Women who take antioxidants to help them conceive could be receiving no benefits from the supplements, research has shown.
Many women who undergo fertility treatment such as IVF take the pills in the belief that they might help them to get pregnant. These women contribute to the £300m spent on supplements in the UK each year.
Data from 3,548 women who attended fertility clinics found no evidence that supplements can actually increase conception or birth rates.
The Cochrane Library, which contains independent evidence to inform healthcare decision-making, published the findings of 28 reports on the effectiveness of treatments.
Lead researcher Dr Marian Showell, from the University of Auckland in New Zealand, said: “There is no evidence in this review that suggests taking an antioxidant is beneficial for women who are trying to conceive.”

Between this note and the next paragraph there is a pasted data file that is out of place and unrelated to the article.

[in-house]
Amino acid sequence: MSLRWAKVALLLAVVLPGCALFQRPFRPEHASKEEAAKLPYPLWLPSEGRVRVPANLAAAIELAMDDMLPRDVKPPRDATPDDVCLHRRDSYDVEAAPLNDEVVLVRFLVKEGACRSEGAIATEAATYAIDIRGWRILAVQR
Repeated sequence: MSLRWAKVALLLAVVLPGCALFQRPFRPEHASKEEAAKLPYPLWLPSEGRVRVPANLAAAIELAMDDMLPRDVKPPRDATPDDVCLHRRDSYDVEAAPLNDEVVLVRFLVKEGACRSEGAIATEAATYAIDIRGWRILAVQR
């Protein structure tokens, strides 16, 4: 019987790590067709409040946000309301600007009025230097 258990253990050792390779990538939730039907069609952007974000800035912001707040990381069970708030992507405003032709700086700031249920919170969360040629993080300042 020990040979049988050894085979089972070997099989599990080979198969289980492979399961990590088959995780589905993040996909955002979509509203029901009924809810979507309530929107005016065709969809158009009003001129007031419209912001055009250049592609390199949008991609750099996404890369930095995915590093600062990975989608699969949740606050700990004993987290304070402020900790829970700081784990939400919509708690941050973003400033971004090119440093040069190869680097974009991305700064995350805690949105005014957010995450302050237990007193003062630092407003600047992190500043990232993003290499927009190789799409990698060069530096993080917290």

Those women who took antioxidants were found to have been no more fertile than women who were given placebo tablets.
There was also no difference in supplement-taking women and those who received standard treatments, such as folic acid, which the NHS recommends for mothers in the early stages of pregnancy to prevent birth defects such as spina bifida.
However, women also suffered no harm from taking the pills according to fourteen trials which reported on adverse effects such as miscarriage and ectopic pregnancy.